Researchers at the Indian Institute of Technology Bombay (IIT Bombay) have developed a new life-saving device that can detect heart attacks early on using a smartphone. The innovative sensor, conceptualised by students Debasmita Mondal and Sourabh Agrawal, and guided by Prof. Soumyo Mukherji, won the recently presented 2018 Gandhian Young Technological Innovation award recently.
The device can detect cardiac biomarkers—chemicals released during a heart attack—using a tiny sensor, whose values can be read with a smartphone. The researchers hope that this breakthrough could potentially save many lives in our country where cardiovascular disease is one of the leading causes of death.
In India, the number of deaths from heart-related diseases has jumped from 17% to 23% in just a decade (between 2003 and 2013) and is predicted to increase in the coming years. While an early diagnosis of heart-related ailments can help, it is difficult as symptoms of chest pain are qualitative. Devices like electrocardiograms, though are promising, are not sensitive enough to measure small changes in the heartbeat. Hence, testing for biomarker proteins like myoglobin and myeloperoxidase in patient’s blood is thought to be the more reliable.
Myoglobin is an iron-containing protein released into the bloodstream soon after myocardial infarction—the sudden reduction or blockage of blood flow to the heart that leads to cardiac arrest. While a healthy person has about 25-72 ng/mL of myoglobin in blood, this level could shoot up 4-8 times (to 200 ng/ml), and sometimes as high as 100 times (to 900 ng/ml), within an hour of myocardial infarction, thus indicating a cardiac arrest.
Myeloperoxidase is an enzyme produced in our white blood cells and released when blood vessels are injured or become inflamed. It is now recognised as an indicator of an acute coronary syndrome (ACS)—a condition where there is decreased blood flow to the heart. Higher levels of this enzyme indicate a higher risk of cardiac diseases.
The device developed by the researchers contains a filter paper sensor coated with a conducting polymer called polyaniline. Antibodies that can bind to myoglobin and myeloperoxidase are embedded on its surface. When the blood of a patient who has suffered a cardiac arrest comes in contact with the sensor, these two proteins bind to the sensor, they hinder the flow of current through the sensor, and the impedance is measured across different frequencies of the input voltage.
The best part about the device is that the sensor connects to a module in the smartphone through the audio jack (where you put in the headphones) that stores the measured impedance data on the phone. It is powered by the phone, making it portable and small enough to be carried in the pocket for use. It sends the impedance data as a function of frequency from the sensor to the smartphone in the audio range of 10Hz to 10kHz. These results are then displayed on the smartphone screen, making the device easy to use without the help of a trained technician.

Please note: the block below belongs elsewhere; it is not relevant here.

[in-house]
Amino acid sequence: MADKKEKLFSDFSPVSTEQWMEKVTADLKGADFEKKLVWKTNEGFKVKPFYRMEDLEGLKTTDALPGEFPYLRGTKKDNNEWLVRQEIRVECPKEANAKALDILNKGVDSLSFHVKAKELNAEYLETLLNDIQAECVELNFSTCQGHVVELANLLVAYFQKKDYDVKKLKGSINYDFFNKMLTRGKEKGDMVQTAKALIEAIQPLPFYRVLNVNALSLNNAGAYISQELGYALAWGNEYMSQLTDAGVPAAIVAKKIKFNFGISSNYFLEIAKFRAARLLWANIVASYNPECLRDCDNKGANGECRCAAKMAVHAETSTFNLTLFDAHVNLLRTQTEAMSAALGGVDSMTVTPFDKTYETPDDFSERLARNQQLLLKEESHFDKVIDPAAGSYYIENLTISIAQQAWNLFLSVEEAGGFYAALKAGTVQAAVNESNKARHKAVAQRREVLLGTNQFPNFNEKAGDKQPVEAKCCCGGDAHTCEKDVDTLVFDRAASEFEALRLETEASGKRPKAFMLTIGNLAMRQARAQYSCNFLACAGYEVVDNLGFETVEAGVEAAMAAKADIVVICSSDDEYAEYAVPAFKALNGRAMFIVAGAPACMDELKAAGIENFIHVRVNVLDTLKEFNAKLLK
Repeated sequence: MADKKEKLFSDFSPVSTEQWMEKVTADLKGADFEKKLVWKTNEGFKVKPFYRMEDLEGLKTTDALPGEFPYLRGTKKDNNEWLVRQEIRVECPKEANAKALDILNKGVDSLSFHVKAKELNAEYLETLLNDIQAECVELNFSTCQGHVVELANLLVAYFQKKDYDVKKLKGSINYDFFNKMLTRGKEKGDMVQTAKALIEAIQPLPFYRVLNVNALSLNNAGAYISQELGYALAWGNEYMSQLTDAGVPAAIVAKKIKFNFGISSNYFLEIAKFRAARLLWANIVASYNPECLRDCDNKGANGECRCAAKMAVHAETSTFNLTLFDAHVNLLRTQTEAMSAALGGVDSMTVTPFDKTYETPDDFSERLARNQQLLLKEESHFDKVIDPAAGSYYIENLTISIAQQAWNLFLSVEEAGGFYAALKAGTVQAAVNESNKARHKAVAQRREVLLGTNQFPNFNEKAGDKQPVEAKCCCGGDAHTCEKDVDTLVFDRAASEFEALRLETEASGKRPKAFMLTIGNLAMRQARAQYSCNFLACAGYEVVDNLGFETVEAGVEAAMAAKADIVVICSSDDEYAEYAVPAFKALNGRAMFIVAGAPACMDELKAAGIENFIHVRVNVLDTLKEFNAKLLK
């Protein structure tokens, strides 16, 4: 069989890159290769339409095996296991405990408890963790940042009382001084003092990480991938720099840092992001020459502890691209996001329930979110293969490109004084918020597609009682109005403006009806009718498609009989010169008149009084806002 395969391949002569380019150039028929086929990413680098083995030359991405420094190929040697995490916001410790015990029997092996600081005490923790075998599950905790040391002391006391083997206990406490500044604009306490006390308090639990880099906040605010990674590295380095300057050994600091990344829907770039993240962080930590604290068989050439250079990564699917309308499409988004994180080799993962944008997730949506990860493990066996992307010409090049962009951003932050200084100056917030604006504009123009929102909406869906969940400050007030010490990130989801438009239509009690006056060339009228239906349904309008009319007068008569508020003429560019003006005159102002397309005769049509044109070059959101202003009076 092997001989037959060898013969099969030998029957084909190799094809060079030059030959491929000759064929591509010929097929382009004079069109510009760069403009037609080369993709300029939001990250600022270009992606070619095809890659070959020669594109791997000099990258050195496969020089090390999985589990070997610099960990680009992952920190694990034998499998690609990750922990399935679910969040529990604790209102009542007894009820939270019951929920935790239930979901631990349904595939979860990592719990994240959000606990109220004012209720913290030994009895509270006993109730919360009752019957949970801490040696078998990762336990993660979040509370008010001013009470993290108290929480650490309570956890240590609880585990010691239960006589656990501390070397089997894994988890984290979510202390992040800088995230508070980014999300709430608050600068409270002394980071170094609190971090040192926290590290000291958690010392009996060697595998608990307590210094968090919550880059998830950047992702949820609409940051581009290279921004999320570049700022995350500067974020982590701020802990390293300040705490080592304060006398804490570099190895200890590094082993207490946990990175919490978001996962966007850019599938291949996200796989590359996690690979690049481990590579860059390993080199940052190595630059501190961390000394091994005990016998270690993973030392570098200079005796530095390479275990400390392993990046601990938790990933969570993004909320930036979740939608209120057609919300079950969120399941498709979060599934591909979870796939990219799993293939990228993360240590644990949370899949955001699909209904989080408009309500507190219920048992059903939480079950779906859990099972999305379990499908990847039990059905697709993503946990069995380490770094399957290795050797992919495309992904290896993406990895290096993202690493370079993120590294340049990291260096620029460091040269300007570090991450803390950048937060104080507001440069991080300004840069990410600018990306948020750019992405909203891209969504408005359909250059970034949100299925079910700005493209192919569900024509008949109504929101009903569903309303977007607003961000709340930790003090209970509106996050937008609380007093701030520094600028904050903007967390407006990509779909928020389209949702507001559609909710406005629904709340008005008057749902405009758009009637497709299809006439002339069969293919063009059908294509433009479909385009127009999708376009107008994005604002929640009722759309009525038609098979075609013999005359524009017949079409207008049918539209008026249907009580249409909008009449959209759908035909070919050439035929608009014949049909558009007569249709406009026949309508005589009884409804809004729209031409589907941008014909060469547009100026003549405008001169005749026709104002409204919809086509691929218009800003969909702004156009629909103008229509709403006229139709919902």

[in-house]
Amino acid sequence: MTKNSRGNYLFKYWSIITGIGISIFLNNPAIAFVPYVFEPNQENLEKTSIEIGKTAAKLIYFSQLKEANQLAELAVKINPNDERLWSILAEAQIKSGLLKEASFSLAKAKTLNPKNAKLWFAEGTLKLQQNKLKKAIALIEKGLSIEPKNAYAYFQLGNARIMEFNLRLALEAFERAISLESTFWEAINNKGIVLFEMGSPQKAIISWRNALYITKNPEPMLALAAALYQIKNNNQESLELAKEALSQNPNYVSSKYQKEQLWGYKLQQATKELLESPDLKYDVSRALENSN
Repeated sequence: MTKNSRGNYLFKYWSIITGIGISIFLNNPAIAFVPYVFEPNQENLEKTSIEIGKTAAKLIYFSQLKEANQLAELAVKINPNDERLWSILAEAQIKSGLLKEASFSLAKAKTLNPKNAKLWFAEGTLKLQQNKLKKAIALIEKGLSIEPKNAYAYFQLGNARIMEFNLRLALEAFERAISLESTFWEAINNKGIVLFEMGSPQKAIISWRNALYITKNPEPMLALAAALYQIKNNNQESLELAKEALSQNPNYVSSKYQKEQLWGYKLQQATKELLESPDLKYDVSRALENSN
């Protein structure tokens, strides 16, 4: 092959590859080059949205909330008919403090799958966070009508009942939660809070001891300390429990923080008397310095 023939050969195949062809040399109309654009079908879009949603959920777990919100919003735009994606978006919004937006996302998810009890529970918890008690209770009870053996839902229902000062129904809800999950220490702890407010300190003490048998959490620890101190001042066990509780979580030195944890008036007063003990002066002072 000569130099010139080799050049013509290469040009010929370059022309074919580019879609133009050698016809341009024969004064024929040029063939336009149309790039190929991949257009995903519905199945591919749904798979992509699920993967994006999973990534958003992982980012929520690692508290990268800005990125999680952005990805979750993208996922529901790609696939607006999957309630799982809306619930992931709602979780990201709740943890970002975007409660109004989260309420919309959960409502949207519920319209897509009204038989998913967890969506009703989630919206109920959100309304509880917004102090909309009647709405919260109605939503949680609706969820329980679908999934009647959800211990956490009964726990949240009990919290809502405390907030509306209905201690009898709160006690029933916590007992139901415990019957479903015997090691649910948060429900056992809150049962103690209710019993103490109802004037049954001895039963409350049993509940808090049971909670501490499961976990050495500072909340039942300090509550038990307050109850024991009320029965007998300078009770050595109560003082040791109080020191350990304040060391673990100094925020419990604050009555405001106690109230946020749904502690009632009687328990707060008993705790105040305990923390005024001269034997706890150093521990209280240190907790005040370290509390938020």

“The motivation to make a smartphone-based device came from the fact that nowadays everyone owns one and it enables easy accessibility of the device to all the users. A disposable sensor would enable cost-effectiveness and ease of use as well”, says Ms. Mondal.
So how does one use this device? The device needs only the sensor cartridge to be changed after every use. A small needle-prick extracts a drop of blood (a few microliters) which is then used for testing. The device can detect the concentration of the two cardiac biomarkers within a time span of twenty minutes and can also accurately diagnose cardiac disease in an early stage. It might end the queues at the ECG machines in hospitals and increase the survival chances of cardiac arrest patients by speeding up the prognosis time, say the researchers.
“A quick measurement of the myeloperoxidase levels in a person’s blood would provide them with ample time for taking precautionary steps regarding their lifestyle, medications, etc. to prevent suffering from myocardial infarction in future. Chances of having a heart attack can be predicted almost 3 to 6 months in advance. Increased levels of myoglobin indicate the onset of a heart attack and early diagnosis would help in contacting a professional for the proper course of treatment”, explains Ms. Mondal.
Since the researchers have used inexpensive materials, the device costs about INR 5,500 at the research level. The researchers hope that when the device is produced at a commercial scale, the cost could come down to just Rs 1500, making it affordable for countries where access to medical amenities is challenging to come by and medical aid hard to reach. Also, since the sensor is biodegradable, it can also be disposed of without harming the environment.
“Owing to its low price, the device along with the sensor would be affordable by the majority of people who can use it at home and thus avoiding visits to pathology labs frequently for testing of these markers”, remarks Ms. Mondal.
So, how long would it take before you can see this device in action? “Currently, we are working towards the testing of the sensor using spiked human serum samples. We are also developing a sensor holder to be integrated with the portable device so that one single module can be used. We are planning a timeline of 6 – 12 months for initiating clinical trials”, signs off Ms. Mondal.